Book Review: The Catcher in the Rye by J.D. Salinger

Posted September 14, 2014 by Debby in Book Reviews

Book Review: The Catcher in the Rye by J.D. SalingerThe Catcher in the Rye by J.D. Salinger
Published by Little Brown and Company on July 16, 1951
Genres: Classics, Literature
Pages: 180
Format: eBook
Source: Purchased

The Catcher in the Rye is a 1951 novel by J. D. Salinger. Originally published for adults, it has since become popular with adolescent readers for its themes of teenage confusion, angst, alienation, language, and rebellion. It has been translated into almost all of the world's major languages. Around 250,000 copies are sold each year, with total sales of more than 65 million. The novel's protagonist and antihero, Holden Caulfield, has become an icon for teenage rebellion.

The novel was included on Time's 2005 list of the 100 best English-language novels written since 1923, and it was named by Modern Library and its readers as one of the 100 best English-language novels of the 20th century. It has been frequently challenged in the United States and other countries for its liberal use of profanity and portrayal of sexuality and teenage angst. It also deals with complex issues of identity, belonging, connection, and alienation.

1 Stars

Why is this a classic? Why is this one of the “great” American novels? Jesus, did this book make me want to throw my e-reader across the room. I don’t get it.

So, a little bit of context: I read this for one of my book club’s classics months. I had heard from multiple people that it’s horrible, and that I would not enjoy it, but I was curious anyway. That mainly came from two reasons: (1) it’s such a highly regarded classic, and I felt kind of bad not having read it, and (2) it’s noted as having inspired (or at least a large influence on) The Perks of Being a Wallflower, which is undoubtedly one of my favorite books of all time. To point 1, I say, literary people, I don’t get you; and to point 2, I say, teachers, start teaching Perks instead.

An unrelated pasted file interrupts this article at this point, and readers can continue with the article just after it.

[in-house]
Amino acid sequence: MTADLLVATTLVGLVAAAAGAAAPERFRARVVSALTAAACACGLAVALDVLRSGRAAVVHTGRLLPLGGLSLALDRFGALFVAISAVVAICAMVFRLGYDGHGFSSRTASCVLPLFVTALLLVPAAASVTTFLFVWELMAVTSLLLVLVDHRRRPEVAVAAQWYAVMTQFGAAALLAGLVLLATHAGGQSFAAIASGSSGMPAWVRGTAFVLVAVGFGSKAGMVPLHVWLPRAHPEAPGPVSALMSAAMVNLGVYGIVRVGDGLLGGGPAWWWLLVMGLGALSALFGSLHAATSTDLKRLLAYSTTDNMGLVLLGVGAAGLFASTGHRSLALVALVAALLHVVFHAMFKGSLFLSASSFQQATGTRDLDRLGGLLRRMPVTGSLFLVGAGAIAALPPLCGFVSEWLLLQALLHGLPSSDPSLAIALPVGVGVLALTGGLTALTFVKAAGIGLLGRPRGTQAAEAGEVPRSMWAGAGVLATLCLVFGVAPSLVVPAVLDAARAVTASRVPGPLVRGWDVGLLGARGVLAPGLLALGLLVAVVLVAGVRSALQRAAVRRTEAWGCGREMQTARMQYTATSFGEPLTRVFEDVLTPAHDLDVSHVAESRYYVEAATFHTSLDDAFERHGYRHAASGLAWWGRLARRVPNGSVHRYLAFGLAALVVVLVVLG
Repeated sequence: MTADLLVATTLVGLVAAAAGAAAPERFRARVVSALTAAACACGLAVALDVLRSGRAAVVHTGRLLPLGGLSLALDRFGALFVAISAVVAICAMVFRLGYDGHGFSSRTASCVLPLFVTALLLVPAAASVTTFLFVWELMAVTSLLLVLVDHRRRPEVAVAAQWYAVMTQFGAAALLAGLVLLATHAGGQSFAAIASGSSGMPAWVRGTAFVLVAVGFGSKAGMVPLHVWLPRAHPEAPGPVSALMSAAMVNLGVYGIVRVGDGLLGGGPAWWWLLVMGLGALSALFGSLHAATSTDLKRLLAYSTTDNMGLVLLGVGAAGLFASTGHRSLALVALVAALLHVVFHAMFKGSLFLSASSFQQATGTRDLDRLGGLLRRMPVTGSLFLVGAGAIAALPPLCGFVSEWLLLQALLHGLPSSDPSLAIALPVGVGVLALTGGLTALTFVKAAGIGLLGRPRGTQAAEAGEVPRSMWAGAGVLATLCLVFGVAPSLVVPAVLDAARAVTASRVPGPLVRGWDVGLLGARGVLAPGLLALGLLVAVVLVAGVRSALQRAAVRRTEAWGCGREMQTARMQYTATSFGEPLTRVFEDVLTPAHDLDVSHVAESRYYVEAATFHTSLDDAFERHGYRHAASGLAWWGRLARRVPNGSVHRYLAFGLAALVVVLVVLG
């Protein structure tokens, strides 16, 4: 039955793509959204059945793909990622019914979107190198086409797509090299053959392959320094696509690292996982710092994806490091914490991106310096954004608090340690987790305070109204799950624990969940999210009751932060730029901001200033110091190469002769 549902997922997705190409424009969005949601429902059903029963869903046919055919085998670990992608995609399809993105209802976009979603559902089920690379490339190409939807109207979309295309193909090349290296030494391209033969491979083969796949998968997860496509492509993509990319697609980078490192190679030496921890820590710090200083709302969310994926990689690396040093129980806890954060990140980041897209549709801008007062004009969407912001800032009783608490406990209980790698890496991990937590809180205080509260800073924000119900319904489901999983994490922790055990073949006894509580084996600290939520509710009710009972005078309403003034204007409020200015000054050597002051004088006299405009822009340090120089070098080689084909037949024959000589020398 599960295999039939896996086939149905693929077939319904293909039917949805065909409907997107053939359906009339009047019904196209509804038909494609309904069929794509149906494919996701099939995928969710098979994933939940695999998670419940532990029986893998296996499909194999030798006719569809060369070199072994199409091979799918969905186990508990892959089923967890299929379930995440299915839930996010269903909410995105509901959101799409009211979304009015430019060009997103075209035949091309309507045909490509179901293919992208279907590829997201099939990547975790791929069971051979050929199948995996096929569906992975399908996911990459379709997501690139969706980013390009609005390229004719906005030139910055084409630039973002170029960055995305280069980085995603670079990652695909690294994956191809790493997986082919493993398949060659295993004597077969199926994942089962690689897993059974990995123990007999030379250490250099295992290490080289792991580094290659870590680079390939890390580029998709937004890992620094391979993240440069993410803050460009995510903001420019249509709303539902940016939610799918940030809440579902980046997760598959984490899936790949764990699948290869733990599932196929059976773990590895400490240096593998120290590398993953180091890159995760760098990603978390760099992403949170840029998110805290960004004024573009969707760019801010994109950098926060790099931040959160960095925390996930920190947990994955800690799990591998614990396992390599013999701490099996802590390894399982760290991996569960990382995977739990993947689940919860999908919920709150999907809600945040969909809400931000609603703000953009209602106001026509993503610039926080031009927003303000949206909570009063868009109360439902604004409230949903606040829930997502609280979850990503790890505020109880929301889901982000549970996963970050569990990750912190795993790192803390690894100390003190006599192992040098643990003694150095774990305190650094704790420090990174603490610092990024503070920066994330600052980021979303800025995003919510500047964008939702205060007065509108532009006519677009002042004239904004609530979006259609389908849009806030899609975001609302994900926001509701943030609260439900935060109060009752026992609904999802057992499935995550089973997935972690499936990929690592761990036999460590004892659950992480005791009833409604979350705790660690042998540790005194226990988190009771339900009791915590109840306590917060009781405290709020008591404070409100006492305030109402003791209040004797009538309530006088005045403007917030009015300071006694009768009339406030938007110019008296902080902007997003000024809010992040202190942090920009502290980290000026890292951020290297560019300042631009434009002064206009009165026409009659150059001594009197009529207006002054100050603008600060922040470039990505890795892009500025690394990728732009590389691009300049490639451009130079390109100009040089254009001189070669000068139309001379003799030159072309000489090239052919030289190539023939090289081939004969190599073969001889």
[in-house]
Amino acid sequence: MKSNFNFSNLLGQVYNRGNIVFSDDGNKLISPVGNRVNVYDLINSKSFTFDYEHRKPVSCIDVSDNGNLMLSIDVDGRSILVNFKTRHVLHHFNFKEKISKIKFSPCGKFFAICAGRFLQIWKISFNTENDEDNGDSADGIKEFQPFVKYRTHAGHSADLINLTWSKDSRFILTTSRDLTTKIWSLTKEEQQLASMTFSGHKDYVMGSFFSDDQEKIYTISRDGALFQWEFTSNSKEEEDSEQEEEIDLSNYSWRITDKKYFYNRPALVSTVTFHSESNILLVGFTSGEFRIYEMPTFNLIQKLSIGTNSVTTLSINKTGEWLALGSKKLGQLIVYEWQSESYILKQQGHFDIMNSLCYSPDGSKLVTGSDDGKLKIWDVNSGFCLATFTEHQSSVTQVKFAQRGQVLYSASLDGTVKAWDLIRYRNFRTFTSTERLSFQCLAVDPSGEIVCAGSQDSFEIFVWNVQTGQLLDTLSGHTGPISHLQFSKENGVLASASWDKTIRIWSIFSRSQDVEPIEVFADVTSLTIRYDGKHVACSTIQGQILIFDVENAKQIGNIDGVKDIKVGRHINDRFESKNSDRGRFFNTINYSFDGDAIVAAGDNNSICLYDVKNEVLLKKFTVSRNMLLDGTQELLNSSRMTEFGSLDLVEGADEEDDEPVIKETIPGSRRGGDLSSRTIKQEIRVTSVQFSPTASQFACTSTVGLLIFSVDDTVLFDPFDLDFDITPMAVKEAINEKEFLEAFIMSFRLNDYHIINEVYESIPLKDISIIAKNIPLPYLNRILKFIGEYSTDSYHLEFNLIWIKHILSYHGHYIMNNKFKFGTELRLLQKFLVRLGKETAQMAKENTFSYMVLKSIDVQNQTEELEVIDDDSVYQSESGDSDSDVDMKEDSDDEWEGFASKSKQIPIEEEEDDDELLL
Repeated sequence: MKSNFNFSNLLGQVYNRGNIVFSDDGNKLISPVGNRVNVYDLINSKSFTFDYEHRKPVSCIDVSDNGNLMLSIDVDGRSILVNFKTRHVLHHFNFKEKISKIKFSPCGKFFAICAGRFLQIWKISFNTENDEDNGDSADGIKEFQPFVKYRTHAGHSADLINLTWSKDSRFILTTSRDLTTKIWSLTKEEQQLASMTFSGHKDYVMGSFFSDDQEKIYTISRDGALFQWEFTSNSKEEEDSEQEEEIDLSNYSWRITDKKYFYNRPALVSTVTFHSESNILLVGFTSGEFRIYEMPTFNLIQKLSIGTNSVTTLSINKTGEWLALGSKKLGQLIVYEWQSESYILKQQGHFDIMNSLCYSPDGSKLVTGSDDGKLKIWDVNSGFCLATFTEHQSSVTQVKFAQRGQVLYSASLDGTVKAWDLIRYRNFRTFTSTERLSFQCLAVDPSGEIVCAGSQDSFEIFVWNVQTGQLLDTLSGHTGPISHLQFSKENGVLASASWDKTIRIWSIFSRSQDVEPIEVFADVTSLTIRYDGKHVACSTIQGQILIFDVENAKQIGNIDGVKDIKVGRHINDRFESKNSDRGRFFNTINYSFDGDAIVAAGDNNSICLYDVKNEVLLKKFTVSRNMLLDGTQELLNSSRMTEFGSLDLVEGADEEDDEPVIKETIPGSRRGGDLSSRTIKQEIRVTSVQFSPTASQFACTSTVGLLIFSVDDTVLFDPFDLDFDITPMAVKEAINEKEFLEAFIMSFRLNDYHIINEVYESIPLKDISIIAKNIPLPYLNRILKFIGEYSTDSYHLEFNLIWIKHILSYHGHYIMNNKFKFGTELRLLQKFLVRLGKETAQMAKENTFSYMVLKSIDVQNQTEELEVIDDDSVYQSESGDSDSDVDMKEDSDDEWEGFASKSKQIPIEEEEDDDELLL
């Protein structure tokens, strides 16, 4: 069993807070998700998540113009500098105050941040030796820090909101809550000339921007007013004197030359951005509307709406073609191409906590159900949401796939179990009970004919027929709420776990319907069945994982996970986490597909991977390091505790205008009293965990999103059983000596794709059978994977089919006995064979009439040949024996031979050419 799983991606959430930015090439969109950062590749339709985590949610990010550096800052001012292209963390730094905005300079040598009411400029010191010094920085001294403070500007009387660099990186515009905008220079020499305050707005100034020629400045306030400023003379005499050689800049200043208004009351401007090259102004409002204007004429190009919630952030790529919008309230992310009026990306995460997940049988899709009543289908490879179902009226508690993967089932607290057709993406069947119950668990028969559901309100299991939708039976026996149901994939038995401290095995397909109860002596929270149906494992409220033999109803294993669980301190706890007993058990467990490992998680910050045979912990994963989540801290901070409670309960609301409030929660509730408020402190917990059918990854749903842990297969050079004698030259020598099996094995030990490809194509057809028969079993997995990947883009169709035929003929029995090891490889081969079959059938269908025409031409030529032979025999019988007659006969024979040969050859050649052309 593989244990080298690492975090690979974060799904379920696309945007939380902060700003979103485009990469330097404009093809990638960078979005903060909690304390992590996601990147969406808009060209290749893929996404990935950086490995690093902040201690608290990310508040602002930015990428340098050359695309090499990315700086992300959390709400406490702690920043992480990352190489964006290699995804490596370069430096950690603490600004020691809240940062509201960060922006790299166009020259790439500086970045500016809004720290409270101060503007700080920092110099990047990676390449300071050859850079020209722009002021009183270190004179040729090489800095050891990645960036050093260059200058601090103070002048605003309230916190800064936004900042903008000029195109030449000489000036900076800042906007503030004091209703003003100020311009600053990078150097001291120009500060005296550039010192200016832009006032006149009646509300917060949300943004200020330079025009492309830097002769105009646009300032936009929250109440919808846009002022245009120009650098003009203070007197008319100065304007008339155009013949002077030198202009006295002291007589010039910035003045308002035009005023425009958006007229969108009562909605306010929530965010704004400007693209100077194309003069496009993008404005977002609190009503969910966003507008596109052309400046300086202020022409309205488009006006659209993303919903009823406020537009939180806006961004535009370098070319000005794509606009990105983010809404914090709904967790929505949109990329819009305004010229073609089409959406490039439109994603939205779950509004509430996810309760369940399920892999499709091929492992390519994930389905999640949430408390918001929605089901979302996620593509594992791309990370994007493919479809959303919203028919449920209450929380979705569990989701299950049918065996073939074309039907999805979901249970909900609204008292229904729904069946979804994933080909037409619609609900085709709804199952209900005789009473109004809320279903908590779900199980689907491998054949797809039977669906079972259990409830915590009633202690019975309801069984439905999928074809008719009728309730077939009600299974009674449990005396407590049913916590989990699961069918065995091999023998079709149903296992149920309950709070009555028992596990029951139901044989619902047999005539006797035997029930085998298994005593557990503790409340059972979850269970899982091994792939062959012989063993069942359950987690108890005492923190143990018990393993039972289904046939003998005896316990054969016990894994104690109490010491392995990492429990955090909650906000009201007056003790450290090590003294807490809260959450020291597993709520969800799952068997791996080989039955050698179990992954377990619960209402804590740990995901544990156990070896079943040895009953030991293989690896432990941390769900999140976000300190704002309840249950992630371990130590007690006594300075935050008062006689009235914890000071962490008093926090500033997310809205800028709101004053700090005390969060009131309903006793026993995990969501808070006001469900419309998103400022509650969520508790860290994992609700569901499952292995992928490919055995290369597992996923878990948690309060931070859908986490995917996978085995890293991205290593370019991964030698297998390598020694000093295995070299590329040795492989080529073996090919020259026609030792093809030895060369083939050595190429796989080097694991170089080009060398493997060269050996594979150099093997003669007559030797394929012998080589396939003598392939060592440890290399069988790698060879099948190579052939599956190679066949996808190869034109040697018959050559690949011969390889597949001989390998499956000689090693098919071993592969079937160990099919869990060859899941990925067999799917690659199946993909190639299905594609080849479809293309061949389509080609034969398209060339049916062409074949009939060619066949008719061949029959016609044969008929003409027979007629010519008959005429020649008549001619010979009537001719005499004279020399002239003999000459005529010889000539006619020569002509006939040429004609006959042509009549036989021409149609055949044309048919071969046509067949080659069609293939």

This book is stupid. Actually, in going to describe it, I’m struck with the urge to use old Holden’s annoying narrative style and all. If you haven’t read the book, you may not understand, so I’ll try to resist. You see, Holden Caulfield is one of the most annoying, idiotic, hypocritical douchebags I’ve ever encountered. And yeah, I’m sure that was the point. The Catcher in the Rye follows his story about how he got kicked out of his boarding school for failing everything (generally he didn’t bother to try at all). Basically, he goes around New York and just has one gigantic rant about how everyone he sees, EVERYONE, is a moron and a phony – before and after and sometimes during asking these people for favors and hanging out with them. He’s so hypocritical that it’s just about the most painful thing ever to read.

To make it worse, his narrative style is extremely juvenile, repetitive and grating. He’s constantly using the same phrases: “and all”, “or anything”, sort of”, “I swear”, “for Chrissakes”, “moron”, “”phony”, “old [character name]”, “it just about killed me”, “it drives me crazy”, etc. I’m thinking about how people went through Fifty Shades of Grey and counted the frequencies of phrases like “her inner goddess” or whatever being used – and the same could and should be done for The Catcher in the Rye. It’s – so – annoying. Granted, he is 16, so part of this could be considered his personality, and it was written in the fifties – so what the hell do I know about how they spoke back then. But if it was like this, god am I happy to be living in the now.